Recently, a randomized, double-blind, one-year long placebo-controlled trial involving 286 patients with established CVD found that a hepatocyte-directed antisense oligonucleotide was able to lower Lp(a) significantly without any serious side effects [74]. Such treatment may possibly be useful in FH individuals with elevated Lp(a) and is a relevant issue for future research.

3. Conclusions

A wide range of different studies have shown that high LDL-C is not the main cause of premature CVD among people with FH nor in the general population. There is much evidence that it is only a few people with FH who die prematurely and that the cause in most cases is due to various coagulopathies which they have inherited as well.


This study is funded by the Leo Huss-Walin Organization for Independent Thinking.

Institutional Review Board Statement

Not applicable.

Informed Consent Statement

Not applicable.

Data Availability Statement

Not applicable.

Conflicts of Interest

All authors have authored or coauthored books with criticism of the cholesterol hypothesis.


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Table 1. Mean LDL-C and mean age in FH individuals with and without CVD in studies published before the introduction of statin treatment [23,24,25,26] or including non-treated individuals only [27] None of the participants had been treated with other cholesterol lowering drugs either.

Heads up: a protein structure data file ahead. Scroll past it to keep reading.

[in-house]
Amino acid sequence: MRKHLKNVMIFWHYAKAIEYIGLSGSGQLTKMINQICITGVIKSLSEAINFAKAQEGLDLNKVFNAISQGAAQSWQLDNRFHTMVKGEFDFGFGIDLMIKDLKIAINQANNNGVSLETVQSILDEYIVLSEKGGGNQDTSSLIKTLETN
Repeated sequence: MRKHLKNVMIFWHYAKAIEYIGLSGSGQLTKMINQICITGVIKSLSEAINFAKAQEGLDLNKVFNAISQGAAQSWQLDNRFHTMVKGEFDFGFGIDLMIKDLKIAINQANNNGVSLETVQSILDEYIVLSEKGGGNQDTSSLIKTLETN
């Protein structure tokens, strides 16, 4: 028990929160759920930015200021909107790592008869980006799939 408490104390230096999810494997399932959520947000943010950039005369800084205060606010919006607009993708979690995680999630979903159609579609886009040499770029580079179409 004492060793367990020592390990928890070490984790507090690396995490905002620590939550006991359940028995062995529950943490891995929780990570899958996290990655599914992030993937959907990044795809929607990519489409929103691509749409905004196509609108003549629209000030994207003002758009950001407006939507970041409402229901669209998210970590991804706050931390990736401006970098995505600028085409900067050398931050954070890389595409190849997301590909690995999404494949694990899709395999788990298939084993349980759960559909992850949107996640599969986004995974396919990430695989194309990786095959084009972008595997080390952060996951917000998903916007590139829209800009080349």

Table 1. Mean LDL-C and mean age in FH individuals with and without CVD in studies published before the introduction of statin treatment [23,24,25,26] or including non-treated individuals only [27] None of the participants had been treated with other cholesterol lowering drugs either.
AuthorsNumberLDL-C (mmol/L)pAge (Years)p
Yamashita et al., 1987 [23]
Seed et al., 1990 [24]54618.18.2ns47.642.0<0.05
Hill et al., 1991 [25]
Tato et al., 1993 [26]32598.147.68ns50.854.8ns
Jansen et al., 2004 [27]78216187.45 #7.37 #ns50.442.8<0.001
ns: not significant; # Measured after at least six weeks without statin treatment.
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Ravnskov, U.; de Lorgeril, M.; Kendrick, M.; Diamond, D.M. Importance of Coagulation Factors as Critical Components of Premature Cardiovascular Disease in Familial Hypercholesterolemia. Int. J. Mol. Sci. 2022, 23, 9146.

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Ravnskov U, de Lorgeril M, Kendrick M, Diamond DM. Importance of Coagulation Factors as Critical Components of Premature Cardiovascular Disease in Familial Hypercholesterolemia. International Journal of Molecular Sciences. 2022; 23(16):9146.

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Ravnskov, Uffe, Michel de Lorgeril, Malcolm Kendrick, and David M. Diamond. 2022. "Importance of Coagulation Factors as Critical Components of Premature Cardiovascular Disease in Familial Hypercholesterolemia" International Journal of Molecular Sciences 23, no. 16: 9146.